Congress continued its budget work during the week of March 10 as the House Financial Services Committee issued its “Views and Estimates,” the Senate Budget Committee held a hearing, and the Congressional Progressive Caucus (CPC) released its FY15 progressive budget.
The House Financial Services Committee marked up its FY15 “Budget Views and Estimates” on March 13. It is authored by the Republican majority and calls HUD an overly bureaucratic agency that has not achieved the Committee’s goals addressing “long-term systemic poverty.” The “Views and Estimates” goes on to say that, “the President’s budget does nothing to address the proliferation of federal housing programs and initiatives that, over time, have failed to achieve meaningful results in changing lives or transforming troubled communities.”
At the mark-up, Financial Services Committee Ranking Member Maxine Waters (D-CA) said that the “Views and Estimates” do nothing to “ensure opportunity for every American.” She also said that the document does not reflect that some Members, “support affordable housing and initiatives to end poverty. This means full funding for Department of Housing and Urban Development programs that provide public housing, work to end homelessness and preserve access to affordable rental housing targeted to low-income families.”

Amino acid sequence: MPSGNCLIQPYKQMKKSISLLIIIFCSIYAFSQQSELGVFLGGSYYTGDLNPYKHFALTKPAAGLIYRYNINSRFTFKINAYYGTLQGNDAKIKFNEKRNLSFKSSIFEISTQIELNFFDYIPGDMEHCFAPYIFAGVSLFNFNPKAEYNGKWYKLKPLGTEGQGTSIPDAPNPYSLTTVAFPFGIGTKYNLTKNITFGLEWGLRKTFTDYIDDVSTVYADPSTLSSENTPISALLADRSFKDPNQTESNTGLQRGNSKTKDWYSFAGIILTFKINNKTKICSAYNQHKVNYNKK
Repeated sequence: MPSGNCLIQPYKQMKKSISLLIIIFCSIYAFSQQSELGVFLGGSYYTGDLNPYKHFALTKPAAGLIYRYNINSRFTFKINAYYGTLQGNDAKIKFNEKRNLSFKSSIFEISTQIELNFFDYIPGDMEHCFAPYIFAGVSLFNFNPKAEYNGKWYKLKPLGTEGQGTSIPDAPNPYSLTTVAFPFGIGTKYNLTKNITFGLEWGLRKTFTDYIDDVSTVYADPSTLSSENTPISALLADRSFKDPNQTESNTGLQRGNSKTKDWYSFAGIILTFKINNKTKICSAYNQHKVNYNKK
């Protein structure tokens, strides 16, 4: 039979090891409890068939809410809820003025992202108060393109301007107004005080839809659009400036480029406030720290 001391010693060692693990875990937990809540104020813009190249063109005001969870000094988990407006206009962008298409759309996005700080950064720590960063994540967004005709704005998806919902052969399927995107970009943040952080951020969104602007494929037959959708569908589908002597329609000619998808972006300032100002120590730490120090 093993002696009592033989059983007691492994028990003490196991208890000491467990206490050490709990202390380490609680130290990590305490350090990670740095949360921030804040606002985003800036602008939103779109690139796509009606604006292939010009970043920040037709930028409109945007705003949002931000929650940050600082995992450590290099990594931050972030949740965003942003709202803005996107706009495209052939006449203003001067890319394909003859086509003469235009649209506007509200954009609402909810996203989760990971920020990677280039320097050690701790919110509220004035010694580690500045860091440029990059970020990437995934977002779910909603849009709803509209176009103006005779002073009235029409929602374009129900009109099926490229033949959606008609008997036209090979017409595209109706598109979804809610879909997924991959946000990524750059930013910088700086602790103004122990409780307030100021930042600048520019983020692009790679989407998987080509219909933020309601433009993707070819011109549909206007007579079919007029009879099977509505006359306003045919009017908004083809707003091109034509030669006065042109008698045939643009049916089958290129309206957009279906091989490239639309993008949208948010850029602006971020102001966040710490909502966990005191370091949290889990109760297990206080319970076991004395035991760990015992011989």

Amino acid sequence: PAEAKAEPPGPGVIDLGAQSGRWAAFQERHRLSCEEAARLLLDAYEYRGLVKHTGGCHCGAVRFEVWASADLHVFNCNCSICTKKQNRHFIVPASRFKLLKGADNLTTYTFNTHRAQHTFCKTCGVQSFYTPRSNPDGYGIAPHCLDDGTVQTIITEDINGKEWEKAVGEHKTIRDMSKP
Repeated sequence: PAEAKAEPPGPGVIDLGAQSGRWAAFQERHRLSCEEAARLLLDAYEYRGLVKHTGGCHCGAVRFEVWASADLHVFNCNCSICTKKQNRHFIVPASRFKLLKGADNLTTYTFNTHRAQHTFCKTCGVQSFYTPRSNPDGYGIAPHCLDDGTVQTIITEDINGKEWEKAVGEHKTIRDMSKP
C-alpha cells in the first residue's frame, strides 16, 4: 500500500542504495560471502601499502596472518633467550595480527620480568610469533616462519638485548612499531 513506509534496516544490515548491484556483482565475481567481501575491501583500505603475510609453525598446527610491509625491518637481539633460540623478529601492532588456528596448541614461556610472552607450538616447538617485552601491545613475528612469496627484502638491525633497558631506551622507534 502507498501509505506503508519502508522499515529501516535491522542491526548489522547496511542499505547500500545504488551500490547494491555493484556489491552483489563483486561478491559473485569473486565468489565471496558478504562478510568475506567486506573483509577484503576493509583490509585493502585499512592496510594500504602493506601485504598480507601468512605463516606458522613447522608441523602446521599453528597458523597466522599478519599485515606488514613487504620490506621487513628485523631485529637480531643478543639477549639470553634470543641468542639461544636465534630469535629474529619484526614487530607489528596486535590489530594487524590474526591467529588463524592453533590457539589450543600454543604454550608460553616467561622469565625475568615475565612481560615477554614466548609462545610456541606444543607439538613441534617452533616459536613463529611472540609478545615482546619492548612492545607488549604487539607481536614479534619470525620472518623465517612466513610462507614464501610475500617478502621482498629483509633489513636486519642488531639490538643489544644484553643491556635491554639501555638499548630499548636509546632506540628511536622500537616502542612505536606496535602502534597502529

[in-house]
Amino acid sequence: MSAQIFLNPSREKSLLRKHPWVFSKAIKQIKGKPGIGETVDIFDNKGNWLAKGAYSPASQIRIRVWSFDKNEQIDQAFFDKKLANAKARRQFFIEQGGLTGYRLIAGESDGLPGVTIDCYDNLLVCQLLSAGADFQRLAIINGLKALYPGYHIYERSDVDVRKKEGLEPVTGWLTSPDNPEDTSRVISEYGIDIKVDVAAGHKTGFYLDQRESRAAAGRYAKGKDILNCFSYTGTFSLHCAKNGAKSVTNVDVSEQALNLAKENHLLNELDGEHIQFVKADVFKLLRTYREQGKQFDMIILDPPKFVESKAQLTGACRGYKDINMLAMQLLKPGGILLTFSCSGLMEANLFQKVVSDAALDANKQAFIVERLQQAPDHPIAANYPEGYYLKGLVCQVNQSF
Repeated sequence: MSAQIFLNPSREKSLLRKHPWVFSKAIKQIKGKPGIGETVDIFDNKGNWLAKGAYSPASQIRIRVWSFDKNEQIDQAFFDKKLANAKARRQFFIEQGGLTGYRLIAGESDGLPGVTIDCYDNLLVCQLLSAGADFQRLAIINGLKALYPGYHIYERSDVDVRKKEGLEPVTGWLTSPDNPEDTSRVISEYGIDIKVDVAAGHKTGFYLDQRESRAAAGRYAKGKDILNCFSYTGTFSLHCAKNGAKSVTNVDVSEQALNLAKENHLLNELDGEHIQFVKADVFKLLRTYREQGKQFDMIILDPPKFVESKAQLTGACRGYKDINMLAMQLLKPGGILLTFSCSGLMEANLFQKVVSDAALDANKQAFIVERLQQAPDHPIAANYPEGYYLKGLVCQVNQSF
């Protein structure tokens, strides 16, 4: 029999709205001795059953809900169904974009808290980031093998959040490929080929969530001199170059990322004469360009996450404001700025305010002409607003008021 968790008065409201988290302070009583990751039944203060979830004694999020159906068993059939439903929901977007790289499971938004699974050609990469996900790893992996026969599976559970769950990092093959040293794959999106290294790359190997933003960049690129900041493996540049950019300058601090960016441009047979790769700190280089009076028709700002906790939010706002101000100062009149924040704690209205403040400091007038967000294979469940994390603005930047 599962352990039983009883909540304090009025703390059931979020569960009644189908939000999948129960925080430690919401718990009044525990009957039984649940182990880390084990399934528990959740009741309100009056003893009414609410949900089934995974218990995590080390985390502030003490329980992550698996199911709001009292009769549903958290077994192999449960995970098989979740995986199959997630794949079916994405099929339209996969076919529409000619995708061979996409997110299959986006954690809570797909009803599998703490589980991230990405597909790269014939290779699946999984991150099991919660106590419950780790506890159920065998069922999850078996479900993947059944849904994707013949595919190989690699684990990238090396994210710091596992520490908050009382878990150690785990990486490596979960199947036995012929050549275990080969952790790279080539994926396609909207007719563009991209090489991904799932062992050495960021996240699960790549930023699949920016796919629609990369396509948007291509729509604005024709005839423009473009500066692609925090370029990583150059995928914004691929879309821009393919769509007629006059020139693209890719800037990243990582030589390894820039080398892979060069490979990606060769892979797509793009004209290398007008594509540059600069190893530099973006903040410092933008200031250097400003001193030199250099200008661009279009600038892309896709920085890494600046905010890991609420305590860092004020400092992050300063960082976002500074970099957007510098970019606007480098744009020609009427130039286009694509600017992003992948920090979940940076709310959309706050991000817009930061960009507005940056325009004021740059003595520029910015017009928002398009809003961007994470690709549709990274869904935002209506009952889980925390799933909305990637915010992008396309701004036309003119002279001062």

On March 12, the Senate Budget Committee held a hearing, “The President’s Fiscal Year 2015 Budget and Revenue Proposals,” with Treasury Secretary Jacob Lew as the sole witness. Secretary Lew said that the “President’s Budget invests in the United States economy to promote economic growth in the short-term and to strengthen the foundations for sustained prosperity in the long-term.” He cited “sustained economic recovery” since the President took office and said that “the policies put in place have resulted in a sharp decline in the deficit, putting us on a sustainable fiscal path.”
The Secretary highlighted the President’s $56 billion “Opportunity, Growth, and Security Initiative,” released as part of the FY15 budget request. He said that the additional request supports the Administration’s Promise Zone initiative to “increase access to affordable housing.” He also said that the budget request would reduce homelessness among veterans.
The House Budget Committee cancelled a hearing with the same title also scheduled for March 12.
Finally, the Congressional Progressive Caucus (CPC) released its FY15 budget, the “Better Off Budget,” on March 12 and cited the National Housing Trust Fund as a key program to remedy the affordable housing shortage in the nation (see article elsewhere in Memo). The budget also calls for strong funding for Homeless Assistance Grants, Tenant-Based and Project-Based Section 8, Public Housing Operating and Capital Funds, and the HOME Investment Partnerships program, among other housing programs.
“We have an affordable housing crisis: Only one in four families eligible for housing assistance receives any… The budget preserves existing affordable housing by rebuilding public housing and restores and expands vouchers to house some of the millions of families who have been on waiting lists for years,” wrote the Caucus members.